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News Briefs

American Captured in Afghanistan May Face Federal Charges

THE WASHINGTON POST -- WASHINGTON

U.S. officials are considering transporting an American-born prisoner from Guantanamo Bay either to a Navy base in Norfolk or to Alexandria, where he could stand trial on criminal charges similar to those filed against John Walker Lindh, the California man captured in Afghanistan, government officials said Thursday.

Yasser Esam Hamdi, 22, who was captured in the same Afghan prison rebellion as Lindh last November, has been telling U.S. interrogators at the Guantanamo Bay Naval Base in Cuba for weeks that he was born in Louisiana and moved with his family to Saudi Arabia as an infant. Federal agents recently located his birth certificate in Baton Rouge, La., and government officials are weighing how to handle his case.

U.S. officials say they have not finally confirmed Hamdi’s citizenship, but persons born in this country are automatically U.S. citizens unless they renounce their citizenship. It could not be learned whether he also is a Saudi citizen.

Government officials said it is likely Hamdi will be flown to a detention facility in the United States in the coming days or weeks, but they have not decided where. They also are discussing the legal justifications for continuing to hold him. One option is sending him temporarily to a jail at the Norfolk Naval Station until Justice Department officials decide what charges to file, officials said.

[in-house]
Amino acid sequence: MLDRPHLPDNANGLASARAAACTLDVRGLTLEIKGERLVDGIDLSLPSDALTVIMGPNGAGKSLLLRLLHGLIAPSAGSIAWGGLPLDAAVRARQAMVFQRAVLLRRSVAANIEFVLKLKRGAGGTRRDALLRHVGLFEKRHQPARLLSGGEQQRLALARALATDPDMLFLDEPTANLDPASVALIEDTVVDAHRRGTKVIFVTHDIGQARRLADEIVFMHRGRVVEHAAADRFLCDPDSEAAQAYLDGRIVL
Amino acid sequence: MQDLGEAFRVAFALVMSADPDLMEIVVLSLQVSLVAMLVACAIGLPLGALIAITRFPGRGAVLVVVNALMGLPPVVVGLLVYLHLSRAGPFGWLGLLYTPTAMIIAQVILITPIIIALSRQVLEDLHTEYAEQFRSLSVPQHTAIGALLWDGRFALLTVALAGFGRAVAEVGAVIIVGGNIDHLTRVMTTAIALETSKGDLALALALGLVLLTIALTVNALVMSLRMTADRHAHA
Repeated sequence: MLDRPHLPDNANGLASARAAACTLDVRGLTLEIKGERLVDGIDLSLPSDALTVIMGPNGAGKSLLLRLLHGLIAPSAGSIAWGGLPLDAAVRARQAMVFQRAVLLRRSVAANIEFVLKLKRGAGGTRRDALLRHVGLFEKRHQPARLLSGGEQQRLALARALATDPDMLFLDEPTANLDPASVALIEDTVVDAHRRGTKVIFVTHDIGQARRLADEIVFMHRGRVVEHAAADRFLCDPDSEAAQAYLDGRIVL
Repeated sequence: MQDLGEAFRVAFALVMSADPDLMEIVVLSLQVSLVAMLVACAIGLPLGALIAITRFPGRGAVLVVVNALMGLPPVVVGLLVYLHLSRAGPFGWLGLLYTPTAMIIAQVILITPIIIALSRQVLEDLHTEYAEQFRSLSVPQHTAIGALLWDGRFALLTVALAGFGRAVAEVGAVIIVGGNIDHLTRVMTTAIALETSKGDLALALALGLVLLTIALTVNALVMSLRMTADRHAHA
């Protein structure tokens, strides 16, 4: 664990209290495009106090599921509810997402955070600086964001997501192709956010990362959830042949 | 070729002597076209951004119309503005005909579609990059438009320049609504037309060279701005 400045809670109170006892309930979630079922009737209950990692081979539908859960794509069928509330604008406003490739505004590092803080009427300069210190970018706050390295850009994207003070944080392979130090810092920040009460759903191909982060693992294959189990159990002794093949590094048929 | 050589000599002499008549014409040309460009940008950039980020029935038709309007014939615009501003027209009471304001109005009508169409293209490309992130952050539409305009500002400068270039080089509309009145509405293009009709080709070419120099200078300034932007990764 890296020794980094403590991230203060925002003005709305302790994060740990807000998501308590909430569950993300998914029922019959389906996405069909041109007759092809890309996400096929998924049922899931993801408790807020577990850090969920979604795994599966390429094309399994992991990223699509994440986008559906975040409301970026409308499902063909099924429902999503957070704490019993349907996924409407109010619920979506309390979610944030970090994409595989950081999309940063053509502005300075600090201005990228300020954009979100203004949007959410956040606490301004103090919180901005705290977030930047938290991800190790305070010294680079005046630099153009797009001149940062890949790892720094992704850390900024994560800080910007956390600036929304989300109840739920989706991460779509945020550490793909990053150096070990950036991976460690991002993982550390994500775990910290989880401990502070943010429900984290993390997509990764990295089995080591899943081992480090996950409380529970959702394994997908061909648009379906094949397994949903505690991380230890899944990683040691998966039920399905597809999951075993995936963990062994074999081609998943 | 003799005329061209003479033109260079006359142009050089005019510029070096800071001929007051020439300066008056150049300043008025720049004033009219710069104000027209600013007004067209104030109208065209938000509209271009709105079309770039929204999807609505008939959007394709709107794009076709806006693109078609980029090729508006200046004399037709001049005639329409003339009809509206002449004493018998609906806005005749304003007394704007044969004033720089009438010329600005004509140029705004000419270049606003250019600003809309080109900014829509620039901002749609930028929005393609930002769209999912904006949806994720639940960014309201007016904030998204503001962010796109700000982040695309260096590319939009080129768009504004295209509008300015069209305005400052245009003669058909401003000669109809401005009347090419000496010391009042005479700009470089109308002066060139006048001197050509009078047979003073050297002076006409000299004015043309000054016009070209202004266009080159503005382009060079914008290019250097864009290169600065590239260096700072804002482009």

Bush, Congress Draw Battle Lines On Trade Expansion Legislation

LOS ANGELES TIMES -- WASHINGTON

President Bush on Thursday gave Congress less than three weeks to act on legislation to expand U.S. trade, but Democrats said no progress was possible until the administration agreed to help workers laid off because of foreign competition.

Bush challenged the Senate to begin work by April 22 on two controversial bills. One would give him “fast-track” authority to negotiate new trade agreements, and the other would grant trade preferences to Colombia, Peru, Bolivia and Ecuador.

The president said U.S. credibility and South American stability were at stake. “These bills are good for America, these bills are good for our friends,” Bush said in a speech to State Department officials.

But he was silent on a third measure that Senate Democrats insist must be part of the legislative package: more aid for U.S. workers who lose their jobs because of imports.

Senate Democrats said they were willing to approve the fast-track and Andean trade legislation by Memorial Day but only if the deal included further trade adjustment assistance.